What treatment and care options are available for Non-24-Hour Sleep Wake Disorder?
Coping with Non-24-Hour Sleep Wake Disorder (Non-24) by forcing one's self to keep a sleep schedule that matches the 24-hour day-night norm can lead to sleep deficits with symptoms that may mimic depression, and a possible misdiagnosis of Non-24 for a non-related psychiatric condition. Sleep deprivation itself, however, is a risk factor for depression, and can become an additional problem to manage alongside Non-24 (i.e., a co-morbidity) rather than a misdiagnosis.
As previously mentioned, Non-24 is caused by different mechanisms in blind and sighted individuals. For sighted subjects, several mechanisms for Non-24 have been suggested, including deficiencies in the ipRGC cells of the retina, under- or over-sensitivity of the eye to light, differences in the intrinsic circadian feedback loop, problems with melatonin production, etc. This is a serious disorder, extremely disruptive of people's lives, and it is not known how many people suffer from it
For totally blind patients, the disorder is caused by an inability of the circadian pacemaker to be synchronized to the 24-hour cycle by light due to the lack of a functional retina–retinohypothalamic tract–suprachiasmatic nuclei (RHT-SCN) pathway.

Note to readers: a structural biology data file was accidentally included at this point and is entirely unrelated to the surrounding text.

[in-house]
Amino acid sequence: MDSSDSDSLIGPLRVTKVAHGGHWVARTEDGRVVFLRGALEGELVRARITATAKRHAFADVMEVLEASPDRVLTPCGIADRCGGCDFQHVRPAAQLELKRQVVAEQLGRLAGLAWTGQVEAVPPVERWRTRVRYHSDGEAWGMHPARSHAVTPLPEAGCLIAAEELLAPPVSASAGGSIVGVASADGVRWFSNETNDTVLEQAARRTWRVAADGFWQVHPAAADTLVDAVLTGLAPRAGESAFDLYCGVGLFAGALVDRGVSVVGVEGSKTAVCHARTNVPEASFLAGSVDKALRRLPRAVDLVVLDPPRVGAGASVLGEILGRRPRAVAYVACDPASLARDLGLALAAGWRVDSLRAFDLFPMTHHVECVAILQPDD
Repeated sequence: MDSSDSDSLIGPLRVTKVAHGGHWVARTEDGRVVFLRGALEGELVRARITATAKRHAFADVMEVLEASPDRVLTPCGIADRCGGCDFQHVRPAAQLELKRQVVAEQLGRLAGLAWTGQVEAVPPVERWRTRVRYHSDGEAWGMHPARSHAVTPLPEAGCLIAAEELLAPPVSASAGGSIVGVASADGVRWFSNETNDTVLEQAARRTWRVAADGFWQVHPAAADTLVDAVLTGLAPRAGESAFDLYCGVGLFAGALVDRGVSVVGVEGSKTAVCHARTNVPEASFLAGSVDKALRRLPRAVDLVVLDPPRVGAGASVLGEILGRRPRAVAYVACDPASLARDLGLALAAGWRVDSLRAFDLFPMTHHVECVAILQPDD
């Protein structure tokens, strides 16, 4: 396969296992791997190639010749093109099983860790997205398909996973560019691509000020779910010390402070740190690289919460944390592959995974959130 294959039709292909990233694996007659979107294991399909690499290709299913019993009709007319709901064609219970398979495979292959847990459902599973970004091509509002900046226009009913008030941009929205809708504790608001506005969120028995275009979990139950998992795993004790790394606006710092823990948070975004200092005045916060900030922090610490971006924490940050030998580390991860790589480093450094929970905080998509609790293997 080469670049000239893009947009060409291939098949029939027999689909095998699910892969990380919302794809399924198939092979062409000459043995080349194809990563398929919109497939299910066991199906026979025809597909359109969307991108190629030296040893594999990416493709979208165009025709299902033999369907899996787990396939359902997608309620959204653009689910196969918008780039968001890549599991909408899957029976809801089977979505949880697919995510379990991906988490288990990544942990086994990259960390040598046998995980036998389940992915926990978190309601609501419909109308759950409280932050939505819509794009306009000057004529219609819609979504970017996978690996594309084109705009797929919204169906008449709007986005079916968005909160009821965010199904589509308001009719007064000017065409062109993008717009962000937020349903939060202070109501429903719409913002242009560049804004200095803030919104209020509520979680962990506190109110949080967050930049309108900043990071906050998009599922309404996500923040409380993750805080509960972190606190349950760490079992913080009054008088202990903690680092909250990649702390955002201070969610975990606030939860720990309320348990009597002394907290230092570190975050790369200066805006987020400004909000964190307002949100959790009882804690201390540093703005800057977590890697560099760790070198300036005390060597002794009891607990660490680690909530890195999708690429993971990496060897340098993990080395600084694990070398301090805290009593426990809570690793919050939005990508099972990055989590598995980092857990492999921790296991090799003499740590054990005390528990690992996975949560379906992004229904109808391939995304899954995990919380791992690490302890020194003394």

Non-24 can be considered intrinsic, physical, irreversible (but treatable) and not associated with any psychiatric condition in blind subjects. One previous study reported that of patients who had no psychiatric problems before the development of Non-24 symptoms, about a third developed major depression thereafter. In over a third of these depressed subjects, the symptoms of depression increased when they slept during the daytime and decreased slightly when they slept during the night. This observation suggests that the delay of sleep timing relative to the internal body clock may be an underlying cause of both Non-24 and co-morbid depression.
Correction of the delay of sleep timing may be important for the long-term treatment of both symptoms. It is very important to recognize psychiatric co-morbidities in Non-24 patients early because failure to do so may lead to unnecessary impairments in personal, academic, and family functioning at critical ages. For example, Non-24 is known to cause depression in the totally blind. When planning the initial phases of treatment, changes in sleep-focused psychiatric intervention are considered crucial for stabilizing mood and behavior. Both patients and their doctors should pay close attention to the stepwise patterns of co-morbid psychiatric disorders and Non-24 for early intervention.